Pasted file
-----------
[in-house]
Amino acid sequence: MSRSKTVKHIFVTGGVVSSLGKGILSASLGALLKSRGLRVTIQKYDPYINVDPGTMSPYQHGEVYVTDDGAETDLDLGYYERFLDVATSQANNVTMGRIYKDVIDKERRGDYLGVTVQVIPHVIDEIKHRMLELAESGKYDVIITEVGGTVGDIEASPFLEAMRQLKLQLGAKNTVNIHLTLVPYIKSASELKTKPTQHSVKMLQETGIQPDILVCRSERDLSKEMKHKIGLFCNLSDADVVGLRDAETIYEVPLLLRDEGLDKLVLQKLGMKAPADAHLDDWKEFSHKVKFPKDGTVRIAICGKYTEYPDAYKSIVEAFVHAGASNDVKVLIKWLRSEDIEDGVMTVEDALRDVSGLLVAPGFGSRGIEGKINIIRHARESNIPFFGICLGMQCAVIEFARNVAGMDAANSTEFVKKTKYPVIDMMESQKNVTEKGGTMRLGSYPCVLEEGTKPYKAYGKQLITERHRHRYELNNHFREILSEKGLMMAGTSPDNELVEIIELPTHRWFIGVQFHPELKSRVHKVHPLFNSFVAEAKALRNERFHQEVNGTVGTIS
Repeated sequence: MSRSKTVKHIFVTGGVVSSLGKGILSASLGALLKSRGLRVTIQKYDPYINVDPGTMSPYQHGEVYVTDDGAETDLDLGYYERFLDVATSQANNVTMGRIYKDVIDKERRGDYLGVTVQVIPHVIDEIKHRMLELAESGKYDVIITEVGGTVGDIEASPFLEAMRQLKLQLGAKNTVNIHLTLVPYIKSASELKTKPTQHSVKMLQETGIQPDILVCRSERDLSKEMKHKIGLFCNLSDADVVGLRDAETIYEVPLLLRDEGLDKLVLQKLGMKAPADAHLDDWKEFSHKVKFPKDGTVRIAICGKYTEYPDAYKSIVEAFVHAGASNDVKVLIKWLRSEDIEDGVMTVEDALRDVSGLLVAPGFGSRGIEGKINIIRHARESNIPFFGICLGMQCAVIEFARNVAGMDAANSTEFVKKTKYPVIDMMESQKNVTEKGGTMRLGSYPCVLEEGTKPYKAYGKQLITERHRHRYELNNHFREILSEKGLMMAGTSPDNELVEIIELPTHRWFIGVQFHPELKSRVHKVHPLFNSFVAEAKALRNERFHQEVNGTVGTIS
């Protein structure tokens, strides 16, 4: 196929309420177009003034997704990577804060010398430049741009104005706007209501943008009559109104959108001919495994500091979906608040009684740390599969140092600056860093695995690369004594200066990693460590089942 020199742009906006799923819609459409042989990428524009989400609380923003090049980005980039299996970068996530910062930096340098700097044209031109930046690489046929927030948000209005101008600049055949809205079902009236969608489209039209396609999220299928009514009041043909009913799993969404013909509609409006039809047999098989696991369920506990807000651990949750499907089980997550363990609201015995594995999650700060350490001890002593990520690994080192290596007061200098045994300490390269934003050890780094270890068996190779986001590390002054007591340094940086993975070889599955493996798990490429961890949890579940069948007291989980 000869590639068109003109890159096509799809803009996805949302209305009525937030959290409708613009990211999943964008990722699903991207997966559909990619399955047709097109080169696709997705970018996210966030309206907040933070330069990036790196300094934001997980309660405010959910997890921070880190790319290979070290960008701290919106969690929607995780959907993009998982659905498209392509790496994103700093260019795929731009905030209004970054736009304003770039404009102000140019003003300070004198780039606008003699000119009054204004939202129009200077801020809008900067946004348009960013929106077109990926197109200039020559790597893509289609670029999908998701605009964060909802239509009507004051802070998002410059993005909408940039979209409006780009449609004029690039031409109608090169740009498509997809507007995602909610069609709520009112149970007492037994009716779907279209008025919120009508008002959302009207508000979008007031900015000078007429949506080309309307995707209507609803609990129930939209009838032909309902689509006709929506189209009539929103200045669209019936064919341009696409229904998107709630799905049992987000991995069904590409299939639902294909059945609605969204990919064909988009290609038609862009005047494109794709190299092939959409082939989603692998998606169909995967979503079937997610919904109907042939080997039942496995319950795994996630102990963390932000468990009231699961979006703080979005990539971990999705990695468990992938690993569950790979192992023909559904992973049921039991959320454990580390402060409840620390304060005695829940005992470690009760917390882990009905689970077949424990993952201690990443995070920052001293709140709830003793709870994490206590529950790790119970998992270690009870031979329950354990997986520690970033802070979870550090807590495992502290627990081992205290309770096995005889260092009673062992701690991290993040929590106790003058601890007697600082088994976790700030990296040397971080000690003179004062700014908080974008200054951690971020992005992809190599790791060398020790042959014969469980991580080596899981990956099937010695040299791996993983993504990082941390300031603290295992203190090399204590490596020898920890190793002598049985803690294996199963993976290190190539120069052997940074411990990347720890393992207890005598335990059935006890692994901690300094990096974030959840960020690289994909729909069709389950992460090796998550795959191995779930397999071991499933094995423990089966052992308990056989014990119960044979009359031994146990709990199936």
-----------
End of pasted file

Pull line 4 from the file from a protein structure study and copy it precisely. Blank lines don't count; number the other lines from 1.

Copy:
């Protein structure tokens, strides 16, 4: 196929309420177009003034997704990577804060010398430049741009104005706007209501943008009559109104959108001919495994500091979906608040009684740390599969140092600056860093695995690369004594200066990693460590089942 020199742009906006799923819609459409042989990428524009989400609380923003090049980005980039299996970068996530910062930096340098700097044209031109930046690489046929927030948000209005101008600049055949809205079902009236969608489209039209396609999220299928009514009041043909009913799993969404013909509609409006039809047999098989696991369920506990807000651990949750499907089980997550363990609201015995594995999650700060350490001890002593990520690994080192290596007061200098045994300490390269934003050890780094270890068996190779986001590390002054007591340094940086993975070889599955493996798990490429961890949890579940069948007291989980 000869590639068109003109890159096509799809803009996805949302209305009525937030959290409708613009990211999943964008990722699903991207997966559909990619399955047709097109080169696709997705970018996210966030309206907040933070330069990036790196300094934001997980309660405010959910997890921070880190790319290979070290960008701290919106969690929607995780959907993009998982659905498209392509790496994103700093260019795929731009905030209004970054736009304003770039404009102000140019003003300070004198780039606008003699000119009054204004939202129009200077801020809008900067946004348009960013929106077109990926197109200039020559790597893509289609670029999908998701605009964060909802239509009507004051802070998002410059993005909408940039979209409006780009449609004029690039031409109608090169740009498509997809507007995602909610069609709520009112149970007492037994009716779907279209008025919120009508008002959302009207508000979008007031900015000078007429949506080309309307995707209507609803609990129930939209009838032909309902689509006709929506189209009539929103200045669209019936064919341009696409229904998107709630799905049992987000991995069904590409299939639902294909059945609605969204990919064909988009290609038609862009005047494109794709190299092939959409082939989603692998998606169909995967979503079937997610919904109907042939080997039942496995319950795994996630102990963390932000468990009231699961979006703080979005990539971990999705990695468990992938690993569950790979192992023909559904992973049921039991959320454990580390402060409840620390304060005695829940005992470690009760917390882990009905689970077949424990993952201690990443995070920052001293709140709830003793709870994490206590529950790790119970998992270690009870031979329950354990997986520690970033802070979870550090807590495992502290627990081992205290309770096995005889260092009673062992701690991290993040929590106790003058601890007697600082088994976790700030990296040397971080000690003179004062700014908080974008200054951690971020992005992809190599790791060398020790042959014969469980991580080596899981990956099937010695040299791996993983993504990082941390300031603290295992203190090399204590490596020898920890190793002598049985803690294996199963993976290190190539120069052997940074411990990347720890393992207890005598335990059935006890692994901690300094990096974030959840960020690289994909729909069709389950992460090796998550795959191995779930397999071991499933094995423990089966052992308990056989014990119960044979009359031994146990709990199936």